I know my comments are going to come off as half-hearted for the most part but in the two years between when I bought this and when I apparently stalled in mid-book (going by the two library slips I found between the pages) I read this until it was battered and scuffed. Part of the issue is it is hard to read these stories as naively as I did when I was 14 but I think it’s also possible I reread this so often I buffed off my Heinlein receptors.
I bought this in the summer of 1977 and while I don’t remember buying it I do remember reading it next to Columbia Lake at the University of Waterloo. I think the lake had been closed to swimmers 1 by then but maybe we dropped by to hang out next to it on the bank.
What impressed me at the time about this book was the sweep of history, as the immortal protagonist witnesses a thousand years of history. Why it was this book that struck me that way and not, say, the Foundation series I am not sure but it could have been that Foundation changes points of view as it changes eras.
I don’t know for a fact this was overlooked when it came out a decade ago but I remember that Bantam Spectra didn’t seem to be doing a stellar job of promoting their authors at the time and Williams move to Night Shade is at least suggestive.
What I actually set out to read what Williams’ Banner of Souls but whatever place I thought was an intuitively obvious place to file it wasn’t the W section of my paperback/trade/ARC F&SF library. I hope to stumble over Banner of Souls at some point but until then have a review of an entirely different book. As it turns out I have apparently been confusing by copy of this with my copy of Banner for over a decade and had never actually read it so this really worked out in my favour. Although I still want to reread Banner of Souls.
Although Laumer is probably best known for his Retief and his Bolo stories or perhaps the medical calamity that overshadowed the majority of his career, this particular book is significant to me because it happens to be the very first Laumer I ever encountered, spotted during of my covert forays up into the adult section of Waterloo Public Library.
Right after the superfluous prologue we get a hint Things Have Changed from the date: Sarday, Ma 35, 2190. Ban Tarleton is a loyal, excessively loyal, officer in the United Planetary Navy, taking the claims of his superiors at face value and interpreting what he sees in light of the lies he has been raised on.
This is the book that made me ask on Facebook if it makes sense to talk about an Andre Norton lineage of SF writers. In many ways it’s what you might get if Norton had been a better writer. In others, it’s what you might get if the X‑Men used a draft to gain recruits.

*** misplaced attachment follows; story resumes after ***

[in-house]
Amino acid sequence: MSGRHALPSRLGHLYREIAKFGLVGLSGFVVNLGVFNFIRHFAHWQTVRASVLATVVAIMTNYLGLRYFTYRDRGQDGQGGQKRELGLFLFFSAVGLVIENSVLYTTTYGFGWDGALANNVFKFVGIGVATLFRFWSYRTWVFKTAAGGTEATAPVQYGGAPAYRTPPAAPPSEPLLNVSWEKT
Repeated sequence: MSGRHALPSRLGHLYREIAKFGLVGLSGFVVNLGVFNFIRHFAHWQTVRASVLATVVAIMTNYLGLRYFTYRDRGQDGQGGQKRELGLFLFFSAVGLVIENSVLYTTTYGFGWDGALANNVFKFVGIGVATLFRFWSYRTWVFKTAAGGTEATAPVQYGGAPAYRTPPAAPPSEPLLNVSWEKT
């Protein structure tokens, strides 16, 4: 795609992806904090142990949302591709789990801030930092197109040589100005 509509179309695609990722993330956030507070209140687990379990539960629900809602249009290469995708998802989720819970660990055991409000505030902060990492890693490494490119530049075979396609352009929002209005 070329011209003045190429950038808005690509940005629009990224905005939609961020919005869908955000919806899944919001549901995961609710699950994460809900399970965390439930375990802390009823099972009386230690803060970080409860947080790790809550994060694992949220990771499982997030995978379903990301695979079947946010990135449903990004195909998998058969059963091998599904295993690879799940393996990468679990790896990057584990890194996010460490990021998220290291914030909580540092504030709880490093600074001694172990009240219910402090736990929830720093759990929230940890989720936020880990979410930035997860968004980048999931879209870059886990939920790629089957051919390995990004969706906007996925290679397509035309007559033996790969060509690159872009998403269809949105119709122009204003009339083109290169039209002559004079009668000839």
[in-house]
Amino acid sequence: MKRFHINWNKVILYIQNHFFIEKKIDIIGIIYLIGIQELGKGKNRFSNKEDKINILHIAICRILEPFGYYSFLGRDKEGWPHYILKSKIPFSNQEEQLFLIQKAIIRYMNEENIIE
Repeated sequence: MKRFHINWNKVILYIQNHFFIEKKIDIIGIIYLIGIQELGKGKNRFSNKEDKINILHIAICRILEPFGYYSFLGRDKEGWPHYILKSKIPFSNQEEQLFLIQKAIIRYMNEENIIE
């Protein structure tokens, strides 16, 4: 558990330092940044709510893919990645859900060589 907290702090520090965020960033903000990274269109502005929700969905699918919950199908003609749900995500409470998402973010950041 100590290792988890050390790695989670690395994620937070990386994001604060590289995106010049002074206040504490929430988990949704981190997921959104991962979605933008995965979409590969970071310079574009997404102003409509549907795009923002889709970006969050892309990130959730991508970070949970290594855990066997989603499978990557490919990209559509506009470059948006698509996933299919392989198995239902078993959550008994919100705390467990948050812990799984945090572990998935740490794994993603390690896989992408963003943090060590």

Well, this didn’t play out the way I expected. This was for many years my go-to book for how not to write hard SF but on rereading after a lapse of 20 years I find a book that while flawed definitely has strengths.
We can learn many things from older works of SF and what I learned from this one is that rereading it made me sad.
This will be comparatively short, I think.
As so often is true, I reread an old book to discover what I remembered about it is not necessarily what it is about. I remembered this as a romance set against a plot about overthrowing an oppressive order but that’s not exactly correct.
Near the beginning with a fairly contrived history lesson framed as a good-bye from a beloved teacher to his two priviledged students; this allows the author to drop a fairly weighty infodump about the next twelve centuries. Short version: a combination of resource shortages, ecological crises, plagues and the odd nuclear war bring our civilization down and what replaces it is the Concord, a star spanning feudal society divided into three castes: Elite, Fesh and Bond. This culture is able to provide a high standard of living for the hundred thousand or so Elite and a fair one for the somewhat larger class of Fesh, the trained class who keep the wheels of civilization turning in two different stellar systems but the cost is the brutal exploitation of the Bonds who make up the vast majority of the population.
Reading this, the conclusion I come to is that either I never actually read it – which is sad because I do have a copy – or I managed to completely forget the plot. The books tend to jump back and forth between the civilized Inner Lands and the more wild regions; this is a return to an Inner Land-focused plot. The author also likes to shift between sub-genres from volume to volume; this would be a caper novel.